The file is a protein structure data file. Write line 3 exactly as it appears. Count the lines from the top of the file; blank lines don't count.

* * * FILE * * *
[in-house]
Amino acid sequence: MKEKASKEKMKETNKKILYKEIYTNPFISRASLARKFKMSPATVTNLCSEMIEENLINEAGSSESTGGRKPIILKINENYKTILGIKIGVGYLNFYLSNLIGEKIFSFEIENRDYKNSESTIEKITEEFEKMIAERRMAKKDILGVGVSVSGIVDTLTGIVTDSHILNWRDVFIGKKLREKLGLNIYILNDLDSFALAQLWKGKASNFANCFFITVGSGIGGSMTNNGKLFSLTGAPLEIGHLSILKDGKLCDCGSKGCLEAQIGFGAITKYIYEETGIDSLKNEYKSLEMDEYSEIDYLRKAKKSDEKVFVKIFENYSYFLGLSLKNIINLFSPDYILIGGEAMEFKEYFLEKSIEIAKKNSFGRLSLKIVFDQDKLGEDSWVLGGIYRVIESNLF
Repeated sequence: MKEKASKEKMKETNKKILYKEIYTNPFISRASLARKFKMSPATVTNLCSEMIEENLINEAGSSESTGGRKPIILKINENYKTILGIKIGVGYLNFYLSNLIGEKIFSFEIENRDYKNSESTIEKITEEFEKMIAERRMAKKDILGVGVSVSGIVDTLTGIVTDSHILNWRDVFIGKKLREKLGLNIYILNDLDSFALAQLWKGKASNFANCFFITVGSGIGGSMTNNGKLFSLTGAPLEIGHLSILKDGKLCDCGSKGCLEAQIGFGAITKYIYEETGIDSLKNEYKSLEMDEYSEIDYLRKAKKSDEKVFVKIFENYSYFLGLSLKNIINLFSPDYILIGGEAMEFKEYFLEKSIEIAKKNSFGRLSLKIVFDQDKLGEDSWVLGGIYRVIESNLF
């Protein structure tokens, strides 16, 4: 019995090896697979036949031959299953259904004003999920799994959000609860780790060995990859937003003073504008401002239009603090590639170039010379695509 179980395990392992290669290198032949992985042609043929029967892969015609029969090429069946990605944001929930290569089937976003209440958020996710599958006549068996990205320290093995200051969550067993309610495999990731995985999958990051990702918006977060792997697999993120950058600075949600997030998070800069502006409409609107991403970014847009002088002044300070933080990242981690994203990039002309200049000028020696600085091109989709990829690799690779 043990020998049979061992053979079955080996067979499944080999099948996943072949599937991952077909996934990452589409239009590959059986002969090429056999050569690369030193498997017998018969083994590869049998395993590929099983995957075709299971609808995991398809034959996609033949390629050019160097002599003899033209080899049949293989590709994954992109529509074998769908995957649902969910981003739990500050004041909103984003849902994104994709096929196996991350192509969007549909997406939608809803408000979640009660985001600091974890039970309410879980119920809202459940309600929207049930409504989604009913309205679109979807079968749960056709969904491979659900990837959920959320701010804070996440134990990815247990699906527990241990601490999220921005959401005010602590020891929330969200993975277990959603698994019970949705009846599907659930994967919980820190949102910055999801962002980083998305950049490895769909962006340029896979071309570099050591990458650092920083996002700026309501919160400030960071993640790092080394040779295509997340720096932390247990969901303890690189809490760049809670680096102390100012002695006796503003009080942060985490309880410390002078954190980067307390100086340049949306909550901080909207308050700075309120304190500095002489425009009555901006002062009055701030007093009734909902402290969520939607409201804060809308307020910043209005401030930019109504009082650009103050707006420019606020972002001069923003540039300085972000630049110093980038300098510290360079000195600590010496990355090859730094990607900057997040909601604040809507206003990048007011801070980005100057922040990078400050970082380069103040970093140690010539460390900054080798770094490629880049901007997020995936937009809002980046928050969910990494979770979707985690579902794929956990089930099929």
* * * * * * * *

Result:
Repeated sequence: MKEKASKEKMKETNKKILYKEIYTNPFISRASLARKFKMSPATVTNLCSEMIEENLINEAGSSESTGGRKPIILKINENYKTILGIKIGVGYLNFYLSNLIGEKIFSFEIENRDYKNSESTIEKITEEFEKMIAERRMAKKDILGVGVSVSGIVDTLTGIVTDSHILNWRDVFIGKKLREKLGLNIYILNDLDSFALAQLWKGKASNFANCFFITVGSGIGGSMTNNGKLFSLTGAPLEIGHLSILKDGKLCDCGSKGCLEAQIGFGAITKYIYEETGIDSLKNEYKSLEMDEYSEIDYLRKAKKSDEKVFVKIFENYSYFLGLSLKNIINLFSPDYILIGGEAMEFKEYFLEKSIEIAKKNSFGRLSLKIVFDQDKLGEDSWVLGGIYRVIESNLF